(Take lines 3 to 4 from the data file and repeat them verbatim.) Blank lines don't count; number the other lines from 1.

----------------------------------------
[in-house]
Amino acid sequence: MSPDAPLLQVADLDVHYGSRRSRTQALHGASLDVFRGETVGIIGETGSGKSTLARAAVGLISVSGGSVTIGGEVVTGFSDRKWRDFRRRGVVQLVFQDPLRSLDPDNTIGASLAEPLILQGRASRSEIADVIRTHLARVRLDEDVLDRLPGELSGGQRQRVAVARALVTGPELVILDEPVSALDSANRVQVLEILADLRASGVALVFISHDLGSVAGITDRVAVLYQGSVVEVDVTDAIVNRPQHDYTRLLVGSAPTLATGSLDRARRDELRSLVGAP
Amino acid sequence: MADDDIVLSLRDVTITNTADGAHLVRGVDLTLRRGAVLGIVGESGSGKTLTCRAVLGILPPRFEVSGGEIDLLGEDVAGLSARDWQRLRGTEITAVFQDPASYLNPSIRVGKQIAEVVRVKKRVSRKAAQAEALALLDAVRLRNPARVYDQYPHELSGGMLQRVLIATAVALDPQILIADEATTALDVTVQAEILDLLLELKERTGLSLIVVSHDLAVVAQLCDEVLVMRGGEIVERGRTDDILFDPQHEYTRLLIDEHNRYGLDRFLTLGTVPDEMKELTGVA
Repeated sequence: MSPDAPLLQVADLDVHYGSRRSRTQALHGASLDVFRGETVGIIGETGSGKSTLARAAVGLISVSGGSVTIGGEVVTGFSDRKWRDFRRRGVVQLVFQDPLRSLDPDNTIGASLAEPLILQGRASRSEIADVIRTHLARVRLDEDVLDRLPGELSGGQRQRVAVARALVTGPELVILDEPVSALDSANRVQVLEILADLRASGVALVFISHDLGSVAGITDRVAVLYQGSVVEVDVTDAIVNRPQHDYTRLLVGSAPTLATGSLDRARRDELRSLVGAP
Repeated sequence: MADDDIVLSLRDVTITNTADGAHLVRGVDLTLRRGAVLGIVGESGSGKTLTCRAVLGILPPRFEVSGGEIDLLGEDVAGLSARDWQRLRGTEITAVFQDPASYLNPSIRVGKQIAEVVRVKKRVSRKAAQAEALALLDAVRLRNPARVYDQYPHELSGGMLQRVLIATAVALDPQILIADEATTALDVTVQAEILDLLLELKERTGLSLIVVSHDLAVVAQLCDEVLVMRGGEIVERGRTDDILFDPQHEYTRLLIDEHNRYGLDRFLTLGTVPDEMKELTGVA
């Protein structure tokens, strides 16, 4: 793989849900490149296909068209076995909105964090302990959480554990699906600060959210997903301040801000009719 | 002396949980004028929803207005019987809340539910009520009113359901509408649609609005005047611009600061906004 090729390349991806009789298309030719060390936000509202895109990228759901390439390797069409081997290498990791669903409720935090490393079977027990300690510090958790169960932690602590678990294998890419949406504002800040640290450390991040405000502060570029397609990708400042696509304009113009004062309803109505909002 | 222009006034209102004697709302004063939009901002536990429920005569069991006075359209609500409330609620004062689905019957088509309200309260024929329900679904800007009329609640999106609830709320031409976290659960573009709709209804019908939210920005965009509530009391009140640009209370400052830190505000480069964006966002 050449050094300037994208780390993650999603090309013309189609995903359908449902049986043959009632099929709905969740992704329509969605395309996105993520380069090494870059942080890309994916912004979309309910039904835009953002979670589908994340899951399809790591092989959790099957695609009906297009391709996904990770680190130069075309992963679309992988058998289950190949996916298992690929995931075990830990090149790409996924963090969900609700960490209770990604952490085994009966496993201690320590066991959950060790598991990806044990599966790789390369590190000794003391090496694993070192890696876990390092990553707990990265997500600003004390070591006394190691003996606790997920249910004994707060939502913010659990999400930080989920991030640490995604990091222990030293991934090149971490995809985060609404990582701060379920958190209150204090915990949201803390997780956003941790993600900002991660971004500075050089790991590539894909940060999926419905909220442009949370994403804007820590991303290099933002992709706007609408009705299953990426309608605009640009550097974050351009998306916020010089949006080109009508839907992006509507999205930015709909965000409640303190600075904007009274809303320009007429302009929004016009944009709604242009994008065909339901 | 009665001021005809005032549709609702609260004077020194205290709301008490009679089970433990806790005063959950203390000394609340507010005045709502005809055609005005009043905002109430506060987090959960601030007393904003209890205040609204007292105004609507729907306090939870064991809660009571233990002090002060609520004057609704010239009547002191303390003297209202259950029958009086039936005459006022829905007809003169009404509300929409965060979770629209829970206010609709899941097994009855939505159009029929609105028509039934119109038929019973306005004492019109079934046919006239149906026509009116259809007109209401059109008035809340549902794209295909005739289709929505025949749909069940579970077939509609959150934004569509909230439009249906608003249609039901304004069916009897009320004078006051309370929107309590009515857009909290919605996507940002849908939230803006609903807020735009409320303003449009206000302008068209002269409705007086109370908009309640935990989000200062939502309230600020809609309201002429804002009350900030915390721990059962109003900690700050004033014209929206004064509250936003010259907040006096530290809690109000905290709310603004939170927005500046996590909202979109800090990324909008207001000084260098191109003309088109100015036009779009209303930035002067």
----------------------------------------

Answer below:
Amino acid sequence: MADDDIVLSLRDVTITNTADGAHLVRGVDLTLRRGAVLGIVGESGSGKTLTCRAVLGILPPRFEVSGGEIDLLGEDVAGLSARDWQRLRGTEITAVFQDPASYLNPSIRVGKQIAEVVRVKKRVSRKAAQAEALALLDAVRLRNPARVYDQYPHELSGGMLQRVLIATAVALDPQILIADEATTALDVTVQAEILDLLLELKERTGLSLIVVSHDLAVVAQLCDEVLVMRGGEIVERGRTDDILFDPQHEYTRLLIDEHNRYGLDRFLTLGTVPDEMKELTGVA
Repeated sequence: MSPDAPLLQVADLDVHYGSRRSRTQALHGASLDVFRGETVGIIGETGSGKSTLARAAVGLISVSGGSVTIGGEVVTGFSDRKWRDFRRRGVVQLVFQDPLRSLDPDNTIGASLAEPLILQGRASRSEIADVIRTHLARVRLDEDVLDRLPGELSGGQRQRVAVARALVTGPELVILDEPVSALDSANRVQVLEILADLRASGVALVFISHDLGSVAGITDRVAVLYQGSVVEVDVTDAIVNRPQHDYTRLLVGSAPTLATGSLDRARRDELRSLVGAP